In all of these cases, the Assignment was prepared to conceal the actual date that the property was acquired by the Trust. An examination of the Assignments filed showing the grantee as the Trust – such as “Soundview Home Loan Trust 2006 – OPT 2” – shows that most of these Assignments were prepared and filed in 2008 and 2009, when, in reality, the mortgages and notes were actually assigned – albeit defectively – prior to the closing date of the Trust. While the exact closing date can only be determined by looking at the trust documents, any Trust that includes the year in 2006 in its title most likelyclosed in 2006.
If a Mortgage Assignment is dated, notarized and filed in a year after the year set forth in the name of the grantee trust on the Assignment, it is actually an Assignment specially, and in many cases, fraudulently, made to facilitate foreclosures.
These Specially-Made Assignments have created havoc in the courts. In many cases, the Specially-made Assignments are dated AFTER the foreclosure action has been initiated, making it appear that the Trust somehow magically knew prior to the assignment that it would acquire the defaulting property several months after the foreclosure action was initiated.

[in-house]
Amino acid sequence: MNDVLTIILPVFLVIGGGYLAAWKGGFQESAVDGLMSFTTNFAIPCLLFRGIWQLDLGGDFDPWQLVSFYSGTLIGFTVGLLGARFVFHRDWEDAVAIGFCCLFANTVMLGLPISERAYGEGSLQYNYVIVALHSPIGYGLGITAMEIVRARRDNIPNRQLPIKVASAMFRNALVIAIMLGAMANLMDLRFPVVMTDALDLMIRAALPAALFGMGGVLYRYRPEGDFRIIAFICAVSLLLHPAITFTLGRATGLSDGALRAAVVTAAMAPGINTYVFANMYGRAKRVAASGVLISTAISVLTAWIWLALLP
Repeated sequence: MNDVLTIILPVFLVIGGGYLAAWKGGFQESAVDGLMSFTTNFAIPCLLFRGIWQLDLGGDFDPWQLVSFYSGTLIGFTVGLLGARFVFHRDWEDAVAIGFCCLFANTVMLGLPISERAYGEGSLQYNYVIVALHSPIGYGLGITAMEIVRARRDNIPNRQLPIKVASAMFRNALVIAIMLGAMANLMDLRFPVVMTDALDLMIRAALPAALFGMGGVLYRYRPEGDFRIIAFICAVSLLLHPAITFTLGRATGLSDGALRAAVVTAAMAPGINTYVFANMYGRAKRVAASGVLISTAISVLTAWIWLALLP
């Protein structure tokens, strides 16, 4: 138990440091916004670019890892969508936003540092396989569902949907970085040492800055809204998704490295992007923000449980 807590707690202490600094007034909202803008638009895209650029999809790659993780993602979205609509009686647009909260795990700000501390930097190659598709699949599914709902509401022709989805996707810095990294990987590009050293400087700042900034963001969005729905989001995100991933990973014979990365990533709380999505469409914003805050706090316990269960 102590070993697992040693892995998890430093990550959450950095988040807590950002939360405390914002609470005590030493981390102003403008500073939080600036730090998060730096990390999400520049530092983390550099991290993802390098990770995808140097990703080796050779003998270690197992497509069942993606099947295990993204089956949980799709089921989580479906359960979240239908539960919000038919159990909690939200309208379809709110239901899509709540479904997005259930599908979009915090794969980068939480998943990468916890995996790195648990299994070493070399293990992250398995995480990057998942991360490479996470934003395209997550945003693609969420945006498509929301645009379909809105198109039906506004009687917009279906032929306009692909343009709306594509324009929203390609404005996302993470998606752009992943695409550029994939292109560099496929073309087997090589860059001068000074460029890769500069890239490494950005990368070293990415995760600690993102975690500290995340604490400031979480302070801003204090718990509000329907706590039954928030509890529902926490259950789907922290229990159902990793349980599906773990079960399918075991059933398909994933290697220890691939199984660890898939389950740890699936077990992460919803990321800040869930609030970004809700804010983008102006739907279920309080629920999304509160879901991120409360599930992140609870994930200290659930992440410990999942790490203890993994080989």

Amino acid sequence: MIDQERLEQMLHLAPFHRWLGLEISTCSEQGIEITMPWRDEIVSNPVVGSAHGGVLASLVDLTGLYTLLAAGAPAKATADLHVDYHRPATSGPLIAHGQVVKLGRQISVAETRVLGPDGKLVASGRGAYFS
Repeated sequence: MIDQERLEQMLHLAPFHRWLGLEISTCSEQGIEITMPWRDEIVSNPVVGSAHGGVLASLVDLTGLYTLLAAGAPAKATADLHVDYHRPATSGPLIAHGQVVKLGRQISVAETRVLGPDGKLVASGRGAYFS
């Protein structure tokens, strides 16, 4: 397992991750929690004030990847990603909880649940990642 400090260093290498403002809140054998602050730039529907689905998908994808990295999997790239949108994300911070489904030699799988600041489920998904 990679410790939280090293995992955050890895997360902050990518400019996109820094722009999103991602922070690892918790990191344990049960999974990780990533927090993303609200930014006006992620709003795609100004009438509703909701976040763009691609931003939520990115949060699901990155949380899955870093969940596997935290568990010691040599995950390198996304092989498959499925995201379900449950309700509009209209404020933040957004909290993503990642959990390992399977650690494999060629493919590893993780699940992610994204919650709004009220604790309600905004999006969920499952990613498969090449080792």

Repeatedly, courts have asked Trustees to explain why they were acquiring non-performing loans and whether such acquisition was a violation of the trustee’s fiduciary duty to the Trust. No Trustee has ever come forth and explained that the Trust actually acquired the loan years before the Assignment. As a result, there are many decisions with observations similar to this observation made by Judge Arthur M. Schack of Kings County, New York, in HSBC Bank v. Valentin, 21 Misc. 3d 1124 [A]: